May 4 – Global Gender Gap in Politics Wide, Women Legislators Say

“Encouraging women to enter local politics, setting quotas in parliaments and pushing legislation on gender equality help narrow gender gaps in politics, participants at [the Women in Parliament Global Forum] said Wednesday. [. . .] The conference drew 260 legislators, as well as current and former female heads of state, from dozens of countries” (AP)

May 18 – With Women at the Top, UN Climate Body Has a Chance for Real Change

“As of 17 May, the six most influential positions within the UN process are all held by women, a significant increase on last year’s total of two. [. . .] ‘Women in developing countries are often impacted by climate change, but they continue to be under-represented and we need to mainstream this across out overall approach’” (The Guardian)


Malawi: May 9 – Joyce Banda: African Women Need Western Cash for Politics, not Lectures

“African women in politics need financial support from the West to help them forge ahead rather than leadership training, Malawi’s former president Joyce Banda said on Sunday, adding that advice she had received in the past had backfired.” (The News Nigeria)

Kenya: May 24 – Kenyan Politics: Where Have All The Women Gone?

“Although women comprise 52% of the Kenyan population and 60% of the country’s registered voters, political representation is heavily skewed in favour of men.  From 2007 to 2013, the number of women parliamentarians remained low – at 9.8%. Some progress has since been made in the current Parliament, with women members of Parliament (MPs) now comprising 19.5%.” (Institute for Security Studies)


Cambodia: May 11 – Women Encouraged to Enter Politics

“In the lead-up to the upcoming elections, three provinces have been selected to participate in a three-year project designed to encourage women, first-time voters and the youth to actively participate in politics. [. . .] the project aims to develop female candidate’s communication skills using modern media campaigns to address women and youth oriented issues.” (Khmer Times)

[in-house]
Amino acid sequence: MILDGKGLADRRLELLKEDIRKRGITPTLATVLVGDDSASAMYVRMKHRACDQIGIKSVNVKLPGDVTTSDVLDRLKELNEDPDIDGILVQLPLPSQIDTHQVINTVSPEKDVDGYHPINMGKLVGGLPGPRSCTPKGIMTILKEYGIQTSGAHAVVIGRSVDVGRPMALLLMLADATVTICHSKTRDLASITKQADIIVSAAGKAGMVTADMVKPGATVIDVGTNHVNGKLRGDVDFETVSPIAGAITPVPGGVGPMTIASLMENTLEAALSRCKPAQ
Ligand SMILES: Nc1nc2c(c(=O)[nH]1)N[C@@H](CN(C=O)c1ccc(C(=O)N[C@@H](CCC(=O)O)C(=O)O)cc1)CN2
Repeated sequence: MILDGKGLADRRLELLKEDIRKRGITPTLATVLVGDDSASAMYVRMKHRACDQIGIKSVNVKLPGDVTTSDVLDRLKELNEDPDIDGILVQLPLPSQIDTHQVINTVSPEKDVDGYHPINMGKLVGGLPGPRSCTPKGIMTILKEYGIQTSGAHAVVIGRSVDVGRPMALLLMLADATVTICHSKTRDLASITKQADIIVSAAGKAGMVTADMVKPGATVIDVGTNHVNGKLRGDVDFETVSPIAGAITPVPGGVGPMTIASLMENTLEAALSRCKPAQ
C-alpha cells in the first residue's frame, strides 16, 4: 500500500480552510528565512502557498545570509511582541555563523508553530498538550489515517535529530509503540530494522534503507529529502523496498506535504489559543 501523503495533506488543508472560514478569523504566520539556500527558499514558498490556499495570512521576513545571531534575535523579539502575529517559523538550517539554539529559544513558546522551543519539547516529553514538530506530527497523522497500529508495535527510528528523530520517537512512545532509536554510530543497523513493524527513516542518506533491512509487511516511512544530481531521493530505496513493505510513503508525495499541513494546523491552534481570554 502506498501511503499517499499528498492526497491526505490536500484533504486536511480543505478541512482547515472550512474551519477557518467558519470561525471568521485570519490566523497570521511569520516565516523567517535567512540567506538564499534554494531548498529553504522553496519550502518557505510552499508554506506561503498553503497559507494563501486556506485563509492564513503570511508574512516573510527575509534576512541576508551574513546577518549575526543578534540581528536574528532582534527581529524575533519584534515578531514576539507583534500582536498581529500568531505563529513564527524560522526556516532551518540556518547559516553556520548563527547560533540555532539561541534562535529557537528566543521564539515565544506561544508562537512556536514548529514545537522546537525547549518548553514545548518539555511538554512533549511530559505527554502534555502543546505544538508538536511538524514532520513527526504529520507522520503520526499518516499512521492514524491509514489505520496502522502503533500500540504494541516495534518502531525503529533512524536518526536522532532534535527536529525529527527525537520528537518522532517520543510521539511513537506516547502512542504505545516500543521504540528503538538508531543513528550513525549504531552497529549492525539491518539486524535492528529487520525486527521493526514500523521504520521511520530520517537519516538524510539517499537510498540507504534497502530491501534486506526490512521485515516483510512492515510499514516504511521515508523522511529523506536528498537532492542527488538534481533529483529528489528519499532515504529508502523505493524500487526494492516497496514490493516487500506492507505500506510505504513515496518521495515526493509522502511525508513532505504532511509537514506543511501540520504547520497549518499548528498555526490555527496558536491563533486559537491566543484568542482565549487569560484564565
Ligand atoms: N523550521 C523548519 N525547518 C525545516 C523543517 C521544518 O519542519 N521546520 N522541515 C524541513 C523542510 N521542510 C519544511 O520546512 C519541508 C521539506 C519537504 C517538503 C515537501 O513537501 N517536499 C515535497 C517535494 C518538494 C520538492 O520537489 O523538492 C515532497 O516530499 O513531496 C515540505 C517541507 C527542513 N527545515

Taiwan: May 20 – Taiwan, The Place to be a Woman in Politics

“On Friday, Tsai Ing-wen became Taiwan’s first female president [. . .] Unlike South Korea’s President Park Geun-hye and the Philippines’ former President Corazon Aquino, Thailand’s former PM Yingluck Shinawatra, she does not follow a father, brother or husband who was in a position of power. [. . .] Many of Taiwan’s female politicians, including former Vice-President Annette Lu, Kaohsiung City Mayor Chen Chu, and chair of the Kuomintang party Hung Hsiu-chu, rose to powerful positions without having come from a political family. [. . .] Following January elections, [Taiwan] now has a record percentage of women legislators at 38%, putting Taiwan far ahead of Asian countries, the international average of 22%, and most nations, including the UK, Germany, and the US.” (BBC News)

India: May 21 – Women Voters Wield Power in India’s Elections

“The return of two women to key posts in recent regional elections signals a bigger phenomenon emerging in Indian politics – the power of the female voter [. . .] ‘The turnout of women has gone up and we can clearly see women emerging as a vote bank for politics and that is why parties are thinking of ways to attract women as voters.’” (Straits Times)


Rome / Vatican City: May 12 – Pope Francis Says Panel Will Study Whether Women May Serve as Deacons

“Pope Francis said Thursday that he would set up a commission to study whether women could serve as deacons in the Roman Catholic Church, a move hailed by women who have campaigned for years for a more prominent role in the church. His remarks reveal an openness to re-examining the church’s long-held insistence on an all-male clergy.” (The New York Times)